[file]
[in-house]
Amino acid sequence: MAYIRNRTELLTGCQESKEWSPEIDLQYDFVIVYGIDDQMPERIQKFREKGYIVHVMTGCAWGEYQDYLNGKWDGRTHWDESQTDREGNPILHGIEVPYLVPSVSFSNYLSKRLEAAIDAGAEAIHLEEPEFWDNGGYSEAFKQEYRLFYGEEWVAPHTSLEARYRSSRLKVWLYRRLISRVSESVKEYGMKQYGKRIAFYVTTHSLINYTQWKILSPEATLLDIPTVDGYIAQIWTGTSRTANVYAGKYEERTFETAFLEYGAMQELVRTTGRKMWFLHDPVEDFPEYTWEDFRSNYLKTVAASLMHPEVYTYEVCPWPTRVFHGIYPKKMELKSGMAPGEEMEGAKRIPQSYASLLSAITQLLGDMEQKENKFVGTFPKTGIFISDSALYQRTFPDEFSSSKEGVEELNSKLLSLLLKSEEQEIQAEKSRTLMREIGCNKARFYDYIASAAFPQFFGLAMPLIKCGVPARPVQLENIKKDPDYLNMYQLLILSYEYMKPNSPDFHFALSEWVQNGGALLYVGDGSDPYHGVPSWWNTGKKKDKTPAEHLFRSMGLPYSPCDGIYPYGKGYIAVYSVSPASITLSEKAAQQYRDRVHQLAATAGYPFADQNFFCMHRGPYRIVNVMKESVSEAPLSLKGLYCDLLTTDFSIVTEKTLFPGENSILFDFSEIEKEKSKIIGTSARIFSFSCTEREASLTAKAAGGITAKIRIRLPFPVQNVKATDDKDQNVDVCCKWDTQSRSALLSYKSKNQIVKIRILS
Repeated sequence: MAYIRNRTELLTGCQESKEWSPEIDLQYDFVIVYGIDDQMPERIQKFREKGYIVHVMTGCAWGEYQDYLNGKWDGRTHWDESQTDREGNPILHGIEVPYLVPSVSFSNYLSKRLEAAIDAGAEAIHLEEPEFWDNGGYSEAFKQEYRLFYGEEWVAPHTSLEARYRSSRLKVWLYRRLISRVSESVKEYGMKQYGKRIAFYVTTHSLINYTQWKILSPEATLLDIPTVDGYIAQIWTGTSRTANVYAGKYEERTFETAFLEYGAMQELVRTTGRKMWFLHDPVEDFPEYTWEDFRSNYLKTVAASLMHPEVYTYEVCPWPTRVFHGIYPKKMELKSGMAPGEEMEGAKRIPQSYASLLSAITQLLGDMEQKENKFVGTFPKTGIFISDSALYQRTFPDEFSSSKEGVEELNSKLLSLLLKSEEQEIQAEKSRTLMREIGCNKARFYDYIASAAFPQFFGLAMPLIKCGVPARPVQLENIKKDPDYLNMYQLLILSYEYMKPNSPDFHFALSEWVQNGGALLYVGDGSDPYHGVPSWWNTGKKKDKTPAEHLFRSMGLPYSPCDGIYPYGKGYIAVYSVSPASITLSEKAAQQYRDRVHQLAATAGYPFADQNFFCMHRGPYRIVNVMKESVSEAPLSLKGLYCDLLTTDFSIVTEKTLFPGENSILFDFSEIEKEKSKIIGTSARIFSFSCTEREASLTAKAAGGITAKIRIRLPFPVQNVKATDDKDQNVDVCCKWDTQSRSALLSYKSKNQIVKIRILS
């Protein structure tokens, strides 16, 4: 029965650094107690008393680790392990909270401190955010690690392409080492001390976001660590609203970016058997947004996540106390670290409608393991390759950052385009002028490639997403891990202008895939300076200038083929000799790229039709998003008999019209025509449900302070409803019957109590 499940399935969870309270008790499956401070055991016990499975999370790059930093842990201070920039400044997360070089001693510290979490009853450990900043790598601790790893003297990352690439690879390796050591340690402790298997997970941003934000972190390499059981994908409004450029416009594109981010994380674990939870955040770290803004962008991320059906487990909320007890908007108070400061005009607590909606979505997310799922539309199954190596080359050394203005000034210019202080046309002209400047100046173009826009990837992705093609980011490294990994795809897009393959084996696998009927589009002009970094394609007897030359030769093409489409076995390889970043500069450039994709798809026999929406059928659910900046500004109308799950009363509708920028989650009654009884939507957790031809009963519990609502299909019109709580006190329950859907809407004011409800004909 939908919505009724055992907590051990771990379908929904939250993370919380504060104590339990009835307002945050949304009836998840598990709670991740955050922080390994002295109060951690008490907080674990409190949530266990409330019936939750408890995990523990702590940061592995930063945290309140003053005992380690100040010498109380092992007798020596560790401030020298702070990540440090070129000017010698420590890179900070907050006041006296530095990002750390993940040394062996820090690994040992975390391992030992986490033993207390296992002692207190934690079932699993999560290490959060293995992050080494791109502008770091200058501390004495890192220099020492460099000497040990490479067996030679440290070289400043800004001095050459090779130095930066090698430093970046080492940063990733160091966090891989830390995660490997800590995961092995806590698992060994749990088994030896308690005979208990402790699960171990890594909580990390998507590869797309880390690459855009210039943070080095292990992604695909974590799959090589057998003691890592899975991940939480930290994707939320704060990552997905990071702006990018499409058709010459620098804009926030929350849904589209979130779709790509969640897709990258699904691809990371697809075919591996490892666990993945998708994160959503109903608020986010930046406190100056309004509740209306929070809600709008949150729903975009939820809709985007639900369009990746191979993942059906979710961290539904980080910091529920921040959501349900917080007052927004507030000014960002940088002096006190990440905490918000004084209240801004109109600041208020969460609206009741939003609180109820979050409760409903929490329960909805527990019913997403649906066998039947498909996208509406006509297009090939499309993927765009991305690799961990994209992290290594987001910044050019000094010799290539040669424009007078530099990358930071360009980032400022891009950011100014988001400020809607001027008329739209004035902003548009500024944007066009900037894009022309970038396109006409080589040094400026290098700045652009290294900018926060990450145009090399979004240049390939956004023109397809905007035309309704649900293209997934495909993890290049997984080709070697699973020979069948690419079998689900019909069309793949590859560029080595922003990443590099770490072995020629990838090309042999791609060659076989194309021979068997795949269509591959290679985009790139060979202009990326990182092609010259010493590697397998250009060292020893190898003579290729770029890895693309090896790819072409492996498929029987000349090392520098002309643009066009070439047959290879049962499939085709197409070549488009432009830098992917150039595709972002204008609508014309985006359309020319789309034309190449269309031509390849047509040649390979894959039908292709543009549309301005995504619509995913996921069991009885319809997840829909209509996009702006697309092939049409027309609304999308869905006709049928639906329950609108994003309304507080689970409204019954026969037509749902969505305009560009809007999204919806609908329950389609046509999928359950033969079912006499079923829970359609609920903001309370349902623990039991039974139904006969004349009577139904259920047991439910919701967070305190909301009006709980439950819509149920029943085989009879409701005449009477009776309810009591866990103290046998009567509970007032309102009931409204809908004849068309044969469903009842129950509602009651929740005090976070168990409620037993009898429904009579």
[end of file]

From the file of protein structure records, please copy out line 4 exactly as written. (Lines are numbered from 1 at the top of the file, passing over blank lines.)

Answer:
């Protein structure tokens, strides 16, 4: 029965650094107690008393680790392990909270401190955010690690392409080492001390976001660590609203970016058997947004996540106390670290409608393991390759950052385009002028490639997403891990202008895939300076200038083929000799790229039709998003008999019209025509449900302070409803019957109590 499940399935969870309270008790499956401070055991016990499975999370790059930093842990201070920039400044997360070089001693510290979490009853450990900043790598601790790893003297990352690439690879390796050591340690402790298997997970941003934000972190390499059981994908409004450029416009594109981010994380674990939870955040770290803004962008991320059906487990909320007890908007108070400061005009607590909606979505997310799922539309199954190596080359050394203005000034210019202080046309002209400047100046173009826009990837992705093609980011490294990994795809897009393959084996696998009927589009002009970094394609007897030359030769093409489409076995390889970043500069450039994709798809026999929406059928659910900046500004109308799950009363509708920028989650009654009884939507957790031809009963519990609502299909019109709580006190329950859907809407004011409800004909 939908919505009724055992907590051990771990379908929904939250993370919380504060104590339990009835307002945050949304009836998840598990709670991740955050922080390994002295109060951690008490907080674990409190949530266990409330019936939750408890995990523990702590940061592995930063945290309140003053005992380690100040010498109380092992007798020596560790401030020298702070990540440090070129000017010698420590890179900070907050006041006296530095990002750390993940040394062996820090690994040992975390391992030992986490033993207390296992002692207190934690079932699993999560290490959060293995992050080494791109502008770091200058501390004495890192220099020492460099000497040990490479067996030679440290070289400043800004001095050459090779130095930066090698430093970046080492940063990733160091966090891989830390995660490997800590995961092995806590698992060994749990088994030896308690005979208990402790699960171990890594909580990390998507590869797309880390690459855009210039943070080095292990992604695909974590799959090589057998003691890592899975991940939480930290994707939320704060990552997905990071702006990018499409058709010459620098804009926030929350849904589209979130779709790509969640897709990258699904691809990371697809075919591996490892666990993945998708994160959503109903608020986010930046406190100056309004509740209306929070809600709008949150729903975009939820809709985007639900369009990746191979993942059906979710961290539904980080910091529920921040959501349900917080007052927004507030000014960002940088002096006190990440905490918000004084209240801004109109600041208020969460609206009741939003609180109820979050409760409903929490329960909805527990019913997403649906066998039947498909996208509406006509297009090939499309993927765009991305690799961990994209992290290594987001910044050019000094010799290539040669424009007078530099990358930071360009980032400022891009950011100014988001400020809607001027008329739209004035902003548009500024944007066009900037894009022309970038396109006409080589040094400026290098700045652009290294900018926060990450145009090399979004240049390939956004023109397809905007035309309704649900293209997934495909993890290049997984080709070697699973020979069948690419079998689900019909069309793949590859560029080595922003990443590099770490072995020629990838090309042999791609060659076989194309021979068997795949269509591959290679985009790139060979202009990326990182092609010259010493590697397998250009060292020893190898003579290729770029890895693309090896790819072409492996498929029987000349090392520098002309643009066009070439047959290879049962499939085709197409070549488009432009830098992917150039595709972002204008609508014309985006359309020319789309034309190449269309031509390849047509040649390979894959039908292709543009549309301005995504619509995913996921069991009885319809997840829909209509996009702006697309092939049409027309609304999308869905006709049928639906329950609108994003309304507080689970409204019954026969037509749902969505305009560009809007999204919806609908329950389609046509999928359950033969079912006499079923829970359609609920903001309370349902623990039991039974139904006969004349009577139904259920047991439910919701967070305190909301009006709980439950819509149920029943085989009879409701005449009477009776309810009591866990103290046998009567509970007032309102009931409204809908004849068309044969469903009842129950509602009651929740005090976070168990409620037993009898429904009579």